More modern features include a built-in thermostat and a removable ash catcher with a one-touch element for easy emptying. While it doesn’t have a temperature dial like its propane-powered counterparts, this Weber does have a damper to allow you to release some heat to lower the firepower. Enjoy a roomy 363 square inches of cooking space, along with handy wheels to roll this grill to wherever the need strikes.


Weber Spirit II E-310 3-Burner Propane Grill

Dimensions: 52 x 27 x 45 inches | Weight: 114 pounds | Total rack area: 529 square inches


  • Easy starter
  • Designed for even cooking and heat retention
  • Large cooking space


  • Assembly can be tricky
  • Reviewers claim there can be cold spots

If you have a larger family or enjoy entertaining a lot of people at once, you need a grill that can churn out plenty of food simultaneously. The Weber Spirit II E-310 features an impressive 529 square inches of grilling space, allowing you more than enough room to cook plenty of hot dogs, burgers, vegetables and more at once. There’s a folding table that you can flip down when you want extra space to walk around, along with six tool hooks to hold your essential cooking gear.

Enjoy the brand’s GS4 grilling system for quick and even heating. Porcelain-enameled, cast iron cooking grates are made to last, so you won’t have to stress about replacing your grill in a year or two. Two large wheels help you move your grill around as needed.

The Home Depot

Camp Chef XT 24 Pellet Grill

Dimensions: 24 x 47 x 50 inches | Weight: 110 pounds | Total rack area: 429 square inches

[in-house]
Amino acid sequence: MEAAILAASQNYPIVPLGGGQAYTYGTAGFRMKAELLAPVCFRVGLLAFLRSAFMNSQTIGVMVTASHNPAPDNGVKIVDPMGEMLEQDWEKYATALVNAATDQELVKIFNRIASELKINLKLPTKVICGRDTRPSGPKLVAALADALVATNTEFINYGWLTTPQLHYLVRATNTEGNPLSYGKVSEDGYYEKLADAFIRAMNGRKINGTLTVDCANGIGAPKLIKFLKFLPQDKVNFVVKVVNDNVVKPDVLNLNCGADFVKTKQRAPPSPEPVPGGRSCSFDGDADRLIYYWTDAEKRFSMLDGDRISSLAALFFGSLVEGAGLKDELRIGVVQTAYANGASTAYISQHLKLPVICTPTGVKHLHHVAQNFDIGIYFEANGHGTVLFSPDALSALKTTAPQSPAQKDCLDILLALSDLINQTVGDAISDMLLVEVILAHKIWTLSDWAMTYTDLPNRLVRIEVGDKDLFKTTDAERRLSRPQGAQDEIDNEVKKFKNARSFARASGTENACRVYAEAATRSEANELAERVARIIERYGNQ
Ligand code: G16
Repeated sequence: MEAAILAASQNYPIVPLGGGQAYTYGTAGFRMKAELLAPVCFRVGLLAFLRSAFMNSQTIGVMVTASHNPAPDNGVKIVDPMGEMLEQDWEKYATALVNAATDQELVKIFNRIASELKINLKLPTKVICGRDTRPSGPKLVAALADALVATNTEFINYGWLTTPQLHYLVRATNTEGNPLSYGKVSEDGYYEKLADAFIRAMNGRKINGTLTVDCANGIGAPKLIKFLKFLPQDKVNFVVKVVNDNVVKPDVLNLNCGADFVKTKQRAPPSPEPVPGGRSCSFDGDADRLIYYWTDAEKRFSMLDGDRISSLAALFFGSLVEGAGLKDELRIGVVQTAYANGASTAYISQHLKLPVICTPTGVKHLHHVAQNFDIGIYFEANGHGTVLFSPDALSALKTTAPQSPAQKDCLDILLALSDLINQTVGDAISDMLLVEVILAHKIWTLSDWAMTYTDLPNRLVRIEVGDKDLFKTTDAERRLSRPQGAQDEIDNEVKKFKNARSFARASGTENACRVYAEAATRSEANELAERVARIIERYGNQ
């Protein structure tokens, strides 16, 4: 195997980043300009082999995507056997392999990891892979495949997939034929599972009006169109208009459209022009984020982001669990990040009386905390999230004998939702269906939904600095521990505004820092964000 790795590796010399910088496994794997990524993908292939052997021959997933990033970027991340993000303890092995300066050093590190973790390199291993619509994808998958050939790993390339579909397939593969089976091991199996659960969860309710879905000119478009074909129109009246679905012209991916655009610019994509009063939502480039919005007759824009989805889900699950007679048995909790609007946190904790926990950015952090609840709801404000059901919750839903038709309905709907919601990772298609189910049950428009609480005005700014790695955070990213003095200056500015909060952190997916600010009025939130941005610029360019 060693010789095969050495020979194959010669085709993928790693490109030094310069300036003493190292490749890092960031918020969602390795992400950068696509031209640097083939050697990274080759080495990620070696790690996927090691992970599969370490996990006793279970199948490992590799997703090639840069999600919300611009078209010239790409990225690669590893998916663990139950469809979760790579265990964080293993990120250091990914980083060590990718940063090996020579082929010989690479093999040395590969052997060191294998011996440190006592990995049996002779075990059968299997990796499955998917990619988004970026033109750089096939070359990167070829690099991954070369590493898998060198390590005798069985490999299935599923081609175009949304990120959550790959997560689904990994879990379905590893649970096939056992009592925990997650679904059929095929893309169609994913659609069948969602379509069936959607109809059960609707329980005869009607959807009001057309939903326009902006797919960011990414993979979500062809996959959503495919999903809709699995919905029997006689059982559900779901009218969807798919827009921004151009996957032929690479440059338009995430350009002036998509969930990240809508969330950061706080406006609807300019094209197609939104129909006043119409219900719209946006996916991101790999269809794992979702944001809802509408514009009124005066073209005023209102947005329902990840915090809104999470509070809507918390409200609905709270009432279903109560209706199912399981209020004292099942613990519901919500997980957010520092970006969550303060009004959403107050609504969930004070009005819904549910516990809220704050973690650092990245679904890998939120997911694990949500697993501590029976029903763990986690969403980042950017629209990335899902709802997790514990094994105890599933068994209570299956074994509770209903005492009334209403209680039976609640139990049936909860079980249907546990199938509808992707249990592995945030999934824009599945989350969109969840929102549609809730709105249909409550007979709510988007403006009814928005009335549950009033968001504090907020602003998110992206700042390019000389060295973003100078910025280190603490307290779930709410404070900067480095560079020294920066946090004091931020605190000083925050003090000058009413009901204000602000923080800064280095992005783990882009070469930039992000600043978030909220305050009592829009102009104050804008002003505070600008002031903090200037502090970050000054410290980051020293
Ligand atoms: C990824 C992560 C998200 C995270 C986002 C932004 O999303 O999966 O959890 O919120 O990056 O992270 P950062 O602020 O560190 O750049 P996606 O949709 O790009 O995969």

• Large pellet hopper
  • Easy ash-clean-out mechanism
  • Easily adjustable smoke level


  • Searing box is additional expense
  • Not smokey enough for some

Our favorite pellet smoker on the market, Camp Chef’s XT 24 Pellet Grill, is designed for backyard grillers who want a rich, smoky flavor in their meats without stepping all the way up to a smoker. Under the hood, there’s a generous 570 square inches of rack surface, and the hopper holds 18 pounds of pellets, which is enough for several hours of cooking. Controlling the SmokePro is designed to be straightforward: Just select a “Smoke Number” to control the intensity of the smoke taste. Then plug in a pair of meat temperature probes to simultaneously track your cooking progress.

One thing that distinguishes the Camp Chef from other pellet grills is the ash clean-out mechanism—it’s a single-release tray that can quickly be carried away. That’s a significantly easier and less messy option than what’s offered by many other pellet grills.


Blackstone 4-Burner Liquid Propane Flat Top Grill

Dimensions: 62 x 22 x 36 inches | Weight: 120 pounds | Total rack area: 720 square inches


  • Large cooking surface
  • Powerful heating
  • Solid construction


  • Too heavy to be easily portable
  • Not ideal for smaller meals